Of course, whether such a measure will have an impact on match fixing is unknown, especially taking into consideration that betting firms may still advertise through other means during football matches; whilst pro sponsorship ban campaigners are calling for football advertisements to be betting-free on all fronts, not just on television or in the stadium.
On the other hand, to ban sports betting altogether would damage a billion-dollar industry and potentially also harm the sports industry, not to mention that betting can always persist in an “unofficial” and unregulated manner.
Therefore, it is important that any measures taken to counter match fixing strike a balance between restoring sporting integrity and maintaining the financial stability of the sports industry.
A useful tool in the fight against match fixing is monitoring pre and in-game betting markets in order timely to detect match manipulation.
Several major leagues have employed services that provide such systems for detecting planned match-fixing.
Timely detection and severe ramifications for the parties responsible, be it betting operators, sports clubs or other stakeholders, would be a good start. For example, Brazilian tennis player Diego Matos has been banned from professional tennis for life after being convicted of match- fixing offences.
Such actions should discourage players and other stakeholders alike to be involved in match fixing, but would they be enough?
It is evident that the sports betting and sports industries are intertwined, and this, inevitably, creates a breeding ground for match-fixing.
Perhaps this new movement to distance the betting industry from the sports industry is the way to tackle the very core of the problem, that is, the abuse of sports betting, and will, hopefully, be effective to restore sporting integrity.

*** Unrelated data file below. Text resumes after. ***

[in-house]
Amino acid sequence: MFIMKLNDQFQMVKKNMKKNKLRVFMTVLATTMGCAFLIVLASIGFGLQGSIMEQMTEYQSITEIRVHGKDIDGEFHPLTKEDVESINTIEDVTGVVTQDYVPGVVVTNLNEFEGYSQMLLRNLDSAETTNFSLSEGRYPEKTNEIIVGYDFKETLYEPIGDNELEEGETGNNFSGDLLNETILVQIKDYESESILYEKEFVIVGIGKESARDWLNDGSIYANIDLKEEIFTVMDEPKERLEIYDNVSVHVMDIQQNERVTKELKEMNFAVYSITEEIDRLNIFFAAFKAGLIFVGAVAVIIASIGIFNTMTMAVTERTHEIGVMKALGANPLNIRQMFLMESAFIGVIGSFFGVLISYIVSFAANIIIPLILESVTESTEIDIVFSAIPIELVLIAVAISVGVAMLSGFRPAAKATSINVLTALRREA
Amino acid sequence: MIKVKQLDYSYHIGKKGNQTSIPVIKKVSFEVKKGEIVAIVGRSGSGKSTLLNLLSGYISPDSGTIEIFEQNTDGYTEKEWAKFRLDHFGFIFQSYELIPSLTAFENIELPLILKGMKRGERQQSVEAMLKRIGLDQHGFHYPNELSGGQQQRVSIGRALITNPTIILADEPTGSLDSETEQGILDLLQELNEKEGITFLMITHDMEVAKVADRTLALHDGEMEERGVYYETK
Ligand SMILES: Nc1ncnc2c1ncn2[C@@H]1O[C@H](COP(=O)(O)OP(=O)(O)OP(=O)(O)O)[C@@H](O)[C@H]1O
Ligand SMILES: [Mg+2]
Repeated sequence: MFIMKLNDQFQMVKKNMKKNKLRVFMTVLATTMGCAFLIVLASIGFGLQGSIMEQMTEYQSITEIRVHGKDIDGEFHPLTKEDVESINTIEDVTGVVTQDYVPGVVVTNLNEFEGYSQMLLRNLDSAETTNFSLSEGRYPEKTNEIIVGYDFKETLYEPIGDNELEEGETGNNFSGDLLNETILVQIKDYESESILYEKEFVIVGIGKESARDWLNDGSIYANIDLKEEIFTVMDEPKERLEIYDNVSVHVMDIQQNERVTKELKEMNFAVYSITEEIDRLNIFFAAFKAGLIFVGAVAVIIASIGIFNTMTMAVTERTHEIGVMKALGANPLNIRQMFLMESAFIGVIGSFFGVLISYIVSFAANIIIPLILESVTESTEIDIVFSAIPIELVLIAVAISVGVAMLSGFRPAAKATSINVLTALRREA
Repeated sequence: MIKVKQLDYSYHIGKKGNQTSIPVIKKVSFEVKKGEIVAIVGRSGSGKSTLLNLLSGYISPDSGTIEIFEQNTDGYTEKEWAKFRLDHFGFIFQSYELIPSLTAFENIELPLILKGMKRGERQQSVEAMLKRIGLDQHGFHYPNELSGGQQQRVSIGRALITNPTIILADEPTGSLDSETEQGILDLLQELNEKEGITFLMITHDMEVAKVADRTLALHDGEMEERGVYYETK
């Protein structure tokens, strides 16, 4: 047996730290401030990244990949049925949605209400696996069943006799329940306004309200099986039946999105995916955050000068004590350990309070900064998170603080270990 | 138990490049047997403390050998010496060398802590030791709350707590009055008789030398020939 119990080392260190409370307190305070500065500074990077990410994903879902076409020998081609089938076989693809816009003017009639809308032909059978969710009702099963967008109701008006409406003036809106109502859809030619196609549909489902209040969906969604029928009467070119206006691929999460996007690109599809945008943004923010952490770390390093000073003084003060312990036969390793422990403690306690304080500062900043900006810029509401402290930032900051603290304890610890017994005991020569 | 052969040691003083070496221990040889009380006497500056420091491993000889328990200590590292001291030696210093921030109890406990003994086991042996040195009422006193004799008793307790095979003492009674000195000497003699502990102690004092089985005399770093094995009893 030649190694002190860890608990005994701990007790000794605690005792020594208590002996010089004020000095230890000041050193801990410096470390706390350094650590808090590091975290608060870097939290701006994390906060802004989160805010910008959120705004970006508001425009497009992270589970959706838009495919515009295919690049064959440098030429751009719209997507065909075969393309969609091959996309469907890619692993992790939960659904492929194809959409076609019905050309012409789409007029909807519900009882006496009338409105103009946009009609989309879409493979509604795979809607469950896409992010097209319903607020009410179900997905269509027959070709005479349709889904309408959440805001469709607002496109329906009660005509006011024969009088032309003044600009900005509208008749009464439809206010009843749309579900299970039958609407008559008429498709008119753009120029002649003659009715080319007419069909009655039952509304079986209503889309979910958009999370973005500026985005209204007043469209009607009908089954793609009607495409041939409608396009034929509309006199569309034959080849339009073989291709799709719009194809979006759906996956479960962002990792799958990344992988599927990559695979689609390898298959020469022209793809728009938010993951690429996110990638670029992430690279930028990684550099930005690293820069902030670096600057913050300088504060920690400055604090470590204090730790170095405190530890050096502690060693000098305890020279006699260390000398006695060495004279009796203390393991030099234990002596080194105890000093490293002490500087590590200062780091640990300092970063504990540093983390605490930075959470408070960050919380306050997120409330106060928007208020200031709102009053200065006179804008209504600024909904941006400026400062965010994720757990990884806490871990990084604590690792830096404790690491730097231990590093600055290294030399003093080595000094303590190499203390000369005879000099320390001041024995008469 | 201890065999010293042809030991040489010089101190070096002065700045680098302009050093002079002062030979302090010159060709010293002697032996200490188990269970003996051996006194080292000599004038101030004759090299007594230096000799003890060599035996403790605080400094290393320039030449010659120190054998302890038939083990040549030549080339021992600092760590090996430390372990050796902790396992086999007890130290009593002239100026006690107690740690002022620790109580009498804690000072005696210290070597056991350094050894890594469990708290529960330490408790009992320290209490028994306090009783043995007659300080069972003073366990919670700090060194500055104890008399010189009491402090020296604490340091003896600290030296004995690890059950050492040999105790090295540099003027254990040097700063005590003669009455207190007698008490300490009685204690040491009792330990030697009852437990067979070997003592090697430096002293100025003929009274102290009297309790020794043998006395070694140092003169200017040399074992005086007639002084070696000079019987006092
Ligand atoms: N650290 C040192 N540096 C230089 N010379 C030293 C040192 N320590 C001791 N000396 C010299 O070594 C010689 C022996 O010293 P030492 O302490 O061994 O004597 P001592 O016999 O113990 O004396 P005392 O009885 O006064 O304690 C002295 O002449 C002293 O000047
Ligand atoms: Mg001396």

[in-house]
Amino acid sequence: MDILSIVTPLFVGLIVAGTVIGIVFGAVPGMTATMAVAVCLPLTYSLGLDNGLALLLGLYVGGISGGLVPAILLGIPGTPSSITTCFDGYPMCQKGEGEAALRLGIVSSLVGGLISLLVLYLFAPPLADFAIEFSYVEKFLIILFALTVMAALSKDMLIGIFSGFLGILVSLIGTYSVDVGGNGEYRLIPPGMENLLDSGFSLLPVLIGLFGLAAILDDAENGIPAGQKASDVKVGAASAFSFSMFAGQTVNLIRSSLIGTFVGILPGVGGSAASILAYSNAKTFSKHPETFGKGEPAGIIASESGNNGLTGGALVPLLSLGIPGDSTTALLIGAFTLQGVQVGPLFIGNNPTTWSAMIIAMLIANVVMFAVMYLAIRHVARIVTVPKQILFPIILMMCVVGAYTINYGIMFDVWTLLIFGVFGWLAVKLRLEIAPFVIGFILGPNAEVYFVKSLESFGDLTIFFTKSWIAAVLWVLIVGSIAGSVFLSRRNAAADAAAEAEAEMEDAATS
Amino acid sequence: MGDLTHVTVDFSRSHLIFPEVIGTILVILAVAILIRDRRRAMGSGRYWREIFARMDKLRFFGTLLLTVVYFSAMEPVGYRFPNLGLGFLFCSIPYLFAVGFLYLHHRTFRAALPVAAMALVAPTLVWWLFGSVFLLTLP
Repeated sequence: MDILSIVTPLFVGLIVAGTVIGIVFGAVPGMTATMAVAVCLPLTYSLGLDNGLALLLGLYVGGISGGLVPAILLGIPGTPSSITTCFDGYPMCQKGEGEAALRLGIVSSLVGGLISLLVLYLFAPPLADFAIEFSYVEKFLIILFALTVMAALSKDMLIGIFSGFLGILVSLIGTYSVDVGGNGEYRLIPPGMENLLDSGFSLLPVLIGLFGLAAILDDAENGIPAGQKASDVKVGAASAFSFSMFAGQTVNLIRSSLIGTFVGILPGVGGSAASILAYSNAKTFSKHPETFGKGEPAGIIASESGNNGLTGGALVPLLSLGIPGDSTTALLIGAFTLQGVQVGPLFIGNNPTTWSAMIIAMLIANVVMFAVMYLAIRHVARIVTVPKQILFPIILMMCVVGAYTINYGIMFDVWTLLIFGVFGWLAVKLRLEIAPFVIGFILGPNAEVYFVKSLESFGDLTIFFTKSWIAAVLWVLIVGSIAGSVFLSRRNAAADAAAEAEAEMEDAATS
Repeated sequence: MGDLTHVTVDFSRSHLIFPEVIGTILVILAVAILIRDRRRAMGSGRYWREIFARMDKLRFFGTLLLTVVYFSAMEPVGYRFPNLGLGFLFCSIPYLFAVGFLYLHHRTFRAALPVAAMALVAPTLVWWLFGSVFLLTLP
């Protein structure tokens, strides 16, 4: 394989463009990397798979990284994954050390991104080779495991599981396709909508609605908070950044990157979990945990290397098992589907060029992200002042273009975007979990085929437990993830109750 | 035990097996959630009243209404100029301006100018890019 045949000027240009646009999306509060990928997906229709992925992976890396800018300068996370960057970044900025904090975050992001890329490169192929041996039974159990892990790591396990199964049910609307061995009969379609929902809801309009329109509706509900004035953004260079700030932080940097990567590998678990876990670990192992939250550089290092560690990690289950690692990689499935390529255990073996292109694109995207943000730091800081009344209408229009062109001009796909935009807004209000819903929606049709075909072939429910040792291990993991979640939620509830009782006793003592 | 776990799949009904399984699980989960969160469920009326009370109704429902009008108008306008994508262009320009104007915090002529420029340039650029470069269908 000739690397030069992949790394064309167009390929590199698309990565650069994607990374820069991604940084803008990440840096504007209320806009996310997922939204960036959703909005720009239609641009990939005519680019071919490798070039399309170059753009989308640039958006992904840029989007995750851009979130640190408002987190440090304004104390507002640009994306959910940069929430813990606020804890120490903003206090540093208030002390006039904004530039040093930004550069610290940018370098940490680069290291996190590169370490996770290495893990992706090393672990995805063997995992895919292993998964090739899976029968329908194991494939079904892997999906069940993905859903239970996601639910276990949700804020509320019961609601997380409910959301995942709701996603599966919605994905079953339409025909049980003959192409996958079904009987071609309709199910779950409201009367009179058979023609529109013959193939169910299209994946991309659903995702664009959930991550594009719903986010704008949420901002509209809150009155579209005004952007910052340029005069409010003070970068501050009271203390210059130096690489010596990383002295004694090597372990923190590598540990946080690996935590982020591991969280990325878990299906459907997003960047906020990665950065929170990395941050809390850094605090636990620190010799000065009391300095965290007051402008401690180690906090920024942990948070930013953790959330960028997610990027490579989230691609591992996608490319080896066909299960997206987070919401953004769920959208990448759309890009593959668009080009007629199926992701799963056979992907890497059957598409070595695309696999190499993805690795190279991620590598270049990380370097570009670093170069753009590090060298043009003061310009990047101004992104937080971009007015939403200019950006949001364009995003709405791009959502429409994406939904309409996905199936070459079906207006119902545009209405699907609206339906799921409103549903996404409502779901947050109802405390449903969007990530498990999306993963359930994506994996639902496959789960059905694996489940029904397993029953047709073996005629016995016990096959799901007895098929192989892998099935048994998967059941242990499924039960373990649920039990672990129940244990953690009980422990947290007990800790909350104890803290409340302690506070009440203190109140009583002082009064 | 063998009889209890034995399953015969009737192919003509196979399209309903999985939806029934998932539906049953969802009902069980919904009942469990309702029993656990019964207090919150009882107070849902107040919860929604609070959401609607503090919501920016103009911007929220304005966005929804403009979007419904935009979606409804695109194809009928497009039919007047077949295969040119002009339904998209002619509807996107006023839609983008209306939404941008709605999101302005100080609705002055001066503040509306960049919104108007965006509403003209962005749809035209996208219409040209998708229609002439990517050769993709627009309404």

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Sports Law & Taxation features: articles; comparative surveys; commentaries on topical sports legal and tax issues and documentation.
The unique feature of Sports Law & Taxation is that this Journal combines up-to-date valuable and must-have information on the legal and tax aspects of sport and their interrelationships.
Global Sports Law and Taxation Reports feature: articles; comparative surveys; commentaries on topical sports legal and tax issues and documentation.
The unique feature of Global Sports Law and Taxation Reports is that this Journal combines for the first time up to-date valuable and must-have information on the legal and tax aspects of sport and their interrelationships.
The editors of the Journal Sports Law & Taxation are Professor Ian Blackshaw and Dr Rijkele Betten, with specialist contributions from the world's leading practitioners and academics in the sports law and taxation fields.
Dr. Rijkele Betten
Prof. Dr. Ian S. Blackshaw
Prof. Guglielmo Maisto
Maisto e Associati, Milano
Mr. Kevin Offer
Hardwick & Morris LLP, London